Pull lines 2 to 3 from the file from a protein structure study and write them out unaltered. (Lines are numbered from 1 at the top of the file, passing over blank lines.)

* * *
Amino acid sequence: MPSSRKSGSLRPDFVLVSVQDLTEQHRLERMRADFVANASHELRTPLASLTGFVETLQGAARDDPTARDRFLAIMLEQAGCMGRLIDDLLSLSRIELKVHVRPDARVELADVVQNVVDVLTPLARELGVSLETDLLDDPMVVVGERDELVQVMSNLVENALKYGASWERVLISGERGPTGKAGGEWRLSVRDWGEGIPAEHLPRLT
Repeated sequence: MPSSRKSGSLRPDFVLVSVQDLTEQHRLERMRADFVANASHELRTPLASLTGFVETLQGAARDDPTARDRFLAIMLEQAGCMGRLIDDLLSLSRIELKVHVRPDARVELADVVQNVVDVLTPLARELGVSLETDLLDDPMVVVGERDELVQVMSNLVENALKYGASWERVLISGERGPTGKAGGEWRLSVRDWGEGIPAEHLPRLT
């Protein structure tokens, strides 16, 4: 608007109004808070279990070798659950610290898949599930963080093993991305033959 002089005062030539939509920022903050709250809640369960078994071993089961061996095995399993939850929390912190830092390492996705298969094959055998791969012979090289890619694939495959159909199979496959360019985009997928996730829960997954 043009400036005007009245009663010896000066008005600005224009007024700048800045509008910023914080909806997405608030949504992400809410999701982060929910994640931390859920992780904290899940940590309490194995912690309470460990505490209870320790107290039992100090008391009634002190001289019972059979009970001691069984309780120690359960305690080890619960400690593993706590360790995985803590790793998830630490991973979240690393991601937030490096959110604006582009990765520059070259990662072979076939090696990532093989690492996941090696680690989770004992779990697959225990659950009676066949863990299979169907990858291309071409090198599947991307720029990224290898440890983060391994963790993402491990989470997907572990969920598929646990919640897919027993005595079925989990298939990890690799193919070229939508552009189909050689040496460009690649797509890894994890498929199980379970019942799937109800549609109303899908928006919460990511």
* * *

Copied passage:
Repeated sequence: MPSSRKSGSLRPDFVLVSVQDLTEQHRLERMRADFVANASHELRTPLASLTGFVETLQGAARDDPTARDRFLAIMLEQAGCMGRLIDDLLSLSRIELKVHVRPDARVELADVVQNVVDVLTPLARELGVSLETDLLDDPMVVVGERDELVQVMSNLVENALKYGASWERVLISGERGPTGKAGGEWRLSVRDWGEGIPAEHLPRLT
């Protein structure tokens, strides 16, 4: 608007109004808070279990070798659950610290898949599930963080093993991305033959 002089005062030539939509920022903050709250809640369960078994071993089961061996095995399993939850929390912190830092390492996705298969094959055998791969012979090289890619694939495959159909199979496959360019985009997928996730829960997954 043009400036005007009245009663010896000066008005600005224009007024700048800045509008910023914080909806997405608030949504992400809410999701982060929910994640931390859920992780904290899940940590309490194995912690309470460990505490209870320790107290039992100090008391009634002190001289019972059979009970001691069984309780120690359960305690080890619960400690593993706590360790995985803590790793998830630490991973979240690393991601937030490096959110604006582009990765520059070259990662072979076939090696990532093989690492996941090696680690989770004992779990697959225990659950009676066949863990299979169907990858291309071409090198599947991307720029990224290898440890983060391994963790993402491990989470997907572990969920598929646990919640897919027993005595079925989990298939990890690799193919070229939508552009189909050689040496460009690649797509890894994890498929199980379970019942799937109800549609109303899908928006919460990511």